Split Decision

Tips for opening up compact, confined spaces in an existing home.

"When we first looked at this house, one drawback was the kitchen and family room," explains Courtney Schaeffer, speaking of her home in east Memphis. "They were totally separate. The kitchen was chopped up, and the family room was dark." And for her husband, Fred, the arrangement just wouldn't do.

"The main thing Fred wanted was a modern family room that flowed into the kitchen," she says. Lucky for Fred, his wife could see the possibilities in this older house. As an interior designer, Courtney knew the house had potential.

Coordinating After Construction
Opening up the wall separating the two rooms was their first move. It had a doorway leading to the kitchen, but the wall was otherwise unnecessary. "It also made the stairs awkward because you had to turn to avoid the wall," says Courtney. However, the wall was load bearing, so she worked with their builder to remove enough for a cased opening without eliminating the lateral support beam.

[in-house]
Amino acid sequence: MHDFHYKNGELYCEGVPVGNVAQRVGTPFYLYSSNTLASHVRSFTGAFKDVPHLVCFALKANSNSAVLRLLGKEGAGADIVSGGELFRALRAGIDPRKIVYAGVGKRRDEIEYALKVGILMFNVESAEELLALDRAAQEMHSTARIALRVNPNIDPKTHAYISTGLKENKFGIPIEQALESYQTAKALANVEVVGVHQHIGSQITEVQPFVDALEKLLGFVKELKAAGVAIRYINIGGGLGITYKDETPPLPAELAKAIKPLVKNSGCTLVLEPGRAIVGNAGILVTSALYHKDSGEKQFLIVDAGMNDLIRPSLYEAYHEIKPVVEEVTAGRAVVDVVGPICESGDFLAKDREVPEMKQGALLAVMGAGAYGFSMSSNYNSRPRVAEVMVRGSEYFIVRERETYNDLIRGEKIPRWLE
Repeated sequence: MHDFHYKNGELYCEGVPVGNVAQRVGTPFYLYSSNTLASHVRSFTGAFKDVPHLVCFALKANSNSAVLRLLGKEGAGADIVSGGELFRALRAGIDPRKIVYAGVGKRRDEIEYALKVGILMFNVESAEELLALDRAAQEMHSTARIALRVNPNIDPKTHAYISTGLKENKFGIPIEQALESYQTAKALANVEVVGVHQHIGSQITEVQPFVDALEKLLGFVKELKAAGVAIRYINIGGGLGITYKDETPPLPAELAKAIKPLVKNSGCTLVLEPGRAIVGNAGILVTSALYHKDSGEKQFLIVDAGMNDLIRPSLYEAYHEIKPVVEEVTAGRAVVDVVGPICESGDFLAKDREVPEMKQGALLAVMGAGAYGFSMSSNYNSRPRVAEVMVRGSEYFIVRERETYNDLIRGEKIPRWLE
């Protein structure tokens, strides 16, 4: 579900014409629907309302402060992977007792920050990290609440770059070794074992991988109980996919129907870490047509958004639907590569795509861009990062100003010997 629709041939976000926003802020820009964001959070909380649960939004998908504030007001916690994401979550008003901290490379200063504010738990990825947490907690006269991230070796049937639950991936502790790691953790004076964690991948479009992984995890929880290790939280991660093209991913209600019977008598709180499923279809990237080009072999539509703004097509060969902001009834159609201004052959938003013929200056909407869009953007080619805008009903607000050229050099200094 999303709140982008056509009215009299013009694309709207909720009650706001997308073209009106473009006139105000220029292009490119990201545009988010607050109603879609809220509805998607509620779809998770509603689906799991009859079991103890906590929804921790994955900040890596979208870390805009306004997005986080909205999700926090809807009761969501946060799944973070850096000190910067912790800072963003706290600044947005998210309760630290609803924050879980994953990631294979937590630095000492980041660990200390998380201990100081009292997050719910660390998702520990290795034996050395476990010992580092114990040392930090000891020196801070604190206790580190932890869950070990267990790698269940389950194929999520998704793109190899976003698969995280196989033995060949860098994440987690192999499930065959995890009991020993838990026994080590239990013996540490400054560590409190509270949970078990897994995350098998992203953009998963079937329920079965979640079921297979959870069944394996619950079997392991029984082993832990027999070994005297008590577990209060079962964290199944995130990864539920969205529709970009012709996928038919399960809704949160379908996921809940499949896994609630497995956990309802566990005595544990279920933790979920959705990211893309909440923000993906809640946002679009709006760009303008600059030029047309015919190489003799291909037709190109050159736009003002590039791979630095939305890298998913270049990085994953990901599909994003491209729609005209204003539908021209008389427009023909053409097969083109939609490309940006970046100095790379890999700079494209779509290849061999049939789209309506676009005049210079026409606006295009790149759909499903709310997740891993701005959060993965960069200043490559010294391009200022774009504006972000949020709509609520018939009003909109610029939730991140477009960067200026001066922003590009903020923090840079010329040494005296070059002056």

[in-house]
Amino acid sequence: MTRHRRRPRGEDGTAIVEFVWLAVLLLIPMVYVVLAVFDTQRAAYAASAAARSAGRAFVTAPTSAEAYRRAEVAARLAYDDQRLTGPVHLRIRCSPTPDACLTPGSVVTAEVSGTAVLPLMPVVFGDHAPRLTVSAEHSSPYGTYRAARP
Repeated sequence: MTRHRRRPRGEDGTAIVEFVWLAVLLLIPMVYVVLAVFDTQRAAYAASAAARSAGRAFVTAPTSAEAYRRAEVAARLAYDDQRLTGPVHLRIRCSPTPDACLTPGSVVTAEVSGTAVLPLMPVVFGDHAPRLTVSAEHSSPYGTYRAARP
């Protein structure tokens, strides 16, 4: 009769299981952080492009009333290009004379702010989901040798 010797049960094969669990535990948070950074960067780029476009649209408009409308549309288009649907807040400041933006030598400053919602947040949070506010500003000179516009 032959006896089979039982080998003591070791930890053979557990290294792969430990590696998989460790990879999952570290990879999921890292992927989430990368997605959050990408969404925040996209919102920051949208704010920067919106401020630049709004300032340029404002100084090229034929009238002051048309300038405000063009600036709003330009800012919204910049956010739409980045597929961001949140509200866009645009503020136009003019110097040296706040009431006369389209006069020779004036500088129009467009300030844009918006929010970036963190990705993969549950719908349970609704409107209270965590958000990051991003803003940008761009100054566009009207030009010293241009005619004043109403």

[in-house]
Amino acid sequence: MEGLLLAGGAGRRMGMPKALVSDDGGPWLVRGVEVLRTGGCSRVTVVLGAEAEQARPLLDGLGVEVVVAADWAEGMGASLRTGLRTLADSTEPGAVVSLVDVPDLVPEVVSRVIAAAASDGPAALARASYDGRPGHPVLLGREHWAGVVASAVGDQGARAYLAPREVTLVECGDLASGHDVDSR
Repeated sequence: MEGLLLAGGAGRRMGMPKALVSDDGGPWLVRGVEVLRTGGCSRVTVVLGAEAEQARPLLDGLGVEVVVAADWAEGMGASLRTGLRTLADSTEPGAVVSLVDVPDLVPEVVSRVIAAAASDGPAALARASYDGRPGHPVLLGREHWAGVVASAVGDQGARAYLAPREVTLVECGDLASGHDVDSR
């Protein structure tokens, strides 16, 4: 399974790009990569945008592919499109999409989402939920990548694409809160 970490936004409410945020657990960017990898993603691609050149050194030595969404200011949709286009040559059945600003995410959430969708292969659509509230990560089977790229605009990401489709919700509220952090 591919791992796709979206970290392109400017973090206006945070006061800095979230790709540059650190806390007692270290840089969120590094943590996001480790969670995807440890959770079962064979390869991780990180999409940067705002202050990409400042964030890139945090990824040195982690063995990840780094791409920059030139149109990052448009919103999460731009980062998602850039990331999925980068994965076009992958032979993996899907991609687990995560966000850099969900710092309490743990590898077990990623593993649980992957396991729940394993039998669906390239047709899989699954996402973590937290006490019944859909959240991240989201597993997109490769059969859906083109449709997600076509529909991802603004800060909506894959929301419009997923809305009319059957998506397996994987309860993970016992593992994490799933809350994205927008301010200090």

Once the construction was complete, the Schaeffers found their space had been reborn. The next step was cosmetic. Courtney and her mom, Carol Covington (who is also a designer), used all their design tools to make the two rooms look and feel like one. For example, the kitchen's hardwood floor was stained the same color as the one in the family room.

Natural light made a huge impact on the new design. The bay window in the kitchen brought a lot of light and depth into the space, even with its location in the adjacent room. Recessed can lights, tucked into the ceiling beams, provide generous lighting in the evening.

The white-washed cypress walls in the family room went unchanged because Courtney thought they contributed warmth and character. "I love the texture," she says, knowing her antiques and rustic accessories would fit right in.

Canvas-covered chairs contrast with the crisp white sofa, softening the room while keeping it comfortable. "Fred's farm table and my collection of biscuit barrels and horn cups [on the mantel] inspired the rustic setting," she says.

Although his wife had the vision to see the rewards of remodeling, Fred is the one who encouraged the change. "This is exactly what he had in mind," says Courtney.